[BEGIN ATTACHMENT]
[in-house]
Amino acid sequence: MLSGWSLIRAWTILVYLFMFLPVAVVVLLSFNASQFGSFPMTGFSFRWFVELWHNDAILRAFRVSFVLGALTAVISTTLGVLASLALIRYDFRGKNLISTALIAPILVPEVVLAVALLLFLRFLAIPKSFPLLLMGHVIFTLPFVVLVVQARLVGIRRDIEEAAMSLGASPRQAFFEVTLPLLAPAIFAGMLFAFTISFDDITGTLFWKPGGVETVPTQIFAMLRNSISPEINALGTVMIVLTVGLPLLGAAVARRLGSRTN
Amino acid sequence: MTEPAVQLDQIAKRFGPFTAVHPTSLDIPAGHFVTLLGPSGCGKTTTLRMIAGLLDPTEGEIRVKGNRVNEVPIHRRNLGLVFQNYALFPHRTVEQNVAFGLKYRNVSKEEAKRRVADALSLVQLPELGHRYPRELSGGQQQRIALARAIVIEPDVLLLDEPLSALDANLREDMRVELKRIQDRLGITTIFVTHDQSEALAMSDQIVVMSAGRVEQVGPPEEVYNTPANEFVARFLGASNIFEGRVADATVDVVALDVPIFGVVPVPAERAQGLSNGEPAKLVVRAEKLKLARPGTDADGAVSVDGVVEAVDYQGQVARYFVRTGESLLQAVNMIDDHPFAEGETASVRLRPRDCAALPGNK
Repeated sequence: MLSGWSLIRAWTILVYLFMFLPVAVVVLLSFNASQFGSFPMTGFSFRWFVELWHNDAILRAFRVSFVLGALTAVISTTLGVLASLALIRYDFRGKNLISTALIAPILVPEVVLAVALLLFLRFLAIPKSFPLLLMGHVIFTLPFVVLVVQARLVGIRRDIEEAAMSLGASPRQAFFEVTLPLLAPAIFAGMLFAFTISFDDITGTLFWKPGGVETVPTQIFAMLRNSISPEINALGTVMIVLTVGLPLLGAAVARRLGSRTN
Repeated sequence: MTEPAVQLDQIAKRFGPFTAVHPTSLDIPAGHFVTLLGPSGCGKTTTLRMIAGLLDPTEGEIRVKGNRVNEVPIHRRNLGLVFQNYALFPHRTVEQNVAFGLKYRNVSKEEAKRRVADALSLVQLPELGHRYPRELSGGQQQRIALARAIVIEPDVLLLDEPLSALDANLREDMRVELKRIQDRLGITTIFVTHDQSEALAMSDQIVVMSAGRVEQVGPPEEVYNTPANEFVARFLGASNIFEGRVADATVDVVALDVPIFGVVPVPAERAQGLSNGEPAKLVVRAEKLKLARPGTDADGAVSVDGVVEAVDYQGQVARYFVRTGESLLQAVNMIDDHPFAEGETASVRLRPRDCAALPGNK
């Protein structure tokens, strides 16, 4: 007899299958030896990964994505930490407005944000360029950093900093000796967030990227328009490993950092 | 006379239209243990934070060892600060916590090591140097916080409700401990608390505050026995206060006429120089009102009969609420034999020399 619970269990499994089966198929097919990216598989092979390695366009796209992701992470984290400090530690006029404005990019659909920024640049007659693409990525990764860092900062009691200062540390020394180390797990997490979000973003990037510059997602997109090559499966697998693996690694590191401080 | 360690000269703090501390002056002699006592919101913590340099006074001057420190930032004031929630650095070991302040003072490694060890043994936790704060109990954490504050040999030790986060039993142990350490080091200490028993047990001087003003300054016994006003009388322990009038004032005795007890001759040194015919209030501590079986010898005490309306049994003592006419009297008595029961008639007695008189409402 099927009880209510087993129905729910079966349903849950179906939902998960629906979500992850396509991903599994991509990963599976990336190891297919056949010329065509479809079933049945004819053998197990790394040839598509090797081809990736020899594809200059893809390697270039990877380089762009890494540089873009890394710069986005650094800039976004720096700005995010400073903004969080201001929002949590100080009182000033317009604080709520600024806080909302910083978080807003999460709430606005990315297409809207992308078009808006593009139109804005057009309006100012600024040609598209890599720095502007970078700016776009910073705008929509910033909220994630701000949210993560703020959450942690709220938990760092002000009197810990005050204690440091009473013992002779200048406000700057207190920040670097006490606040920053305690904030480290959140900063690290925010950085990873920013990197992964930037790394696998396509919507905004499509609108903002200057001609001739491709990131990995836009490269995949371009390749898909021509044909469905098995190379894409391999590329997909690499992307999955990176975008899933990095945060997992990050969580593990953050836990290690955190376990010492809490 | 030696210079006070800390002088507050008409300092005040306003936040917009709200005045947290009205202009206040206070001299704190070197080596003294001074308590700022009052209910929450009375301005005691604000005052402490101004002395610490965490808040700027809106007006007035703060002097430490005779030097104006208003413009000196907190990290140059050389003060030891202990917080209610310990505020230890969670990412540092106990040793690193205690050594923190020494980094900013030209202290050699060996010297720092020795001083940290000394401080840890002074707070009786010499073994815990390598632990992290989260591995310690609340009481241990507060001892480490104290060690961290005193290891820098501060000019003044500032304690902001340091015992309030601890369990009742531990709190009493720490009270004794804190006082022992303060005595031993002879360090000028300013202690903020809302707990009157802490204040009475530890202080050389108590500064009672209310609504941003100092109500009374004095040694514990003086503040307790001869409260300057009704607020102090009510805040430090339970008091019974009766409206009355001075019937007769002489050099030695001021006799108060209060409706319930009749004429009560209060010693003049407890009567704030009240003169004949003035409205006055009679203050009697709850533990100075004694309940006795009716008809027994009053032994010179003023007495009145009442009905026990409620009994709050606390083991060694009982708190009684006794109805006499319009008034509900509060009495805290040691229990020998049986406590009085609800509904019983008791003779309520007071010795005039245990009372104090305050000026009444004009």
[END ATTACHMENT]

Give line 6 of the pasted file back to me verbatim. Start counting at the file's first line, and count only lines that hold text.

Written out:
């Protein structure tokens, strides 16, 4: 007899299958030896990964994505930490407005944000360029950093900093000796967030990227328009490993950092 | 006379239209243990934070060892600060916590090591140097916080409700401990608390505050026995206060006429120089009102009969609420034999020399 619970269990499994089966198929097919990216598989092979390695366009796209992701992470984290400090530690006029404005990019659909920024640049007659693409990525990764860092900062009691200062540390020394180390797990997490979000973003990037510059997602997109090559499966697998693996690694590191401080 | 360690000269703090501390002056002699006592919101913590340099006074001057420190930032004031929630650095070991302040003072490694060890043994936790704060109990954490504050040999030790986060039993142990350490080091200490028993047990001087003003300054016994006003009388322990009038004032005795007890001759040194015919209030501590079986010898005490309306049994003592006419009297008595029961008639007695008189409402 099927009880209510087993129905729910079966349903849950179906939902998960629906979500992850396509991903599994991509990963599976990336190891297919056949010329065509479809079933049945004819053998197990790394040839598509090797081809990736020899594809200059893809390697270039990877380089762009890494540089873009890394710069986005650094800039976004720096700005995010400073903004969080201001929002949590100080009182000033317009604080709520600024806080909302910083978080807003999460709430606005990315297409809207992308078009808006593009139109804005057009309006100012600024040609598209890599720095502007970078700016776009910073705008929509910033909220994630701000949210993560703020959450942690709220938990760092002000009197810990005050204690440091009473013992002779200048406000700057207190920040670097006490606040920053305690904030480290959140900063690290925010950085990873920013990197992964930037790394696998396509919507905004499509609108903002200057001609001739491709990131990995836009490269995949371009390749898909021509044909469905098995190379894409391999590329997909690499992307999955990176975008899933990095945060997992990050969580593990953050836990290690955190376990010492809490 | 030696210079006070800390002088507050008409300092005040306003936040917009709200005045947290009205202009206040206070001299704190070197080596003294001074308590700022009052209910929450009375301005005691604000005052402490101004002395610490965490808040700027809106007006007035703060002097430490005779030097104006208003413009000196907190990290140059050389003060030891202990917080209610310990505020230890969670990412540092106990040793690193205690050594923190020494980094900013030209202290050699060996010297720092020795001083940290000394401080840890002074707070009786010499073994815990390598632990992290989260591995310690609340009481241990507060001892480490104290060690961290005193290891820098501060000019003044500032304690902001340091015992309030601890369990009742531990709190009493720490009270004794804190006082022992303060005595031993002879360090000028300013202690903020809302707990009157802490204040009475530890202080050389108590500064009672209310609504941003100092109500009374004095040694514990003086503040307790001869409260300057009704607020102090009510805040430090339970008091019974009766409206009355001075019937007769002489050099030695001021006799108060209060409706319930009749004429009560209060010693003049407890009567704030009240003169004949003035409205006055009679203050009697709850533990100075004694309940006795009716008809027994009053032994010179003023007495009145009442009905026990409620009994709050606390083991060694009982708190009684006794109805006499319009008034509900509060009495805290040691229990020998049986406590009085609800509904019983008791003779309520007071010795005039245990009372104090305050000026009444004009």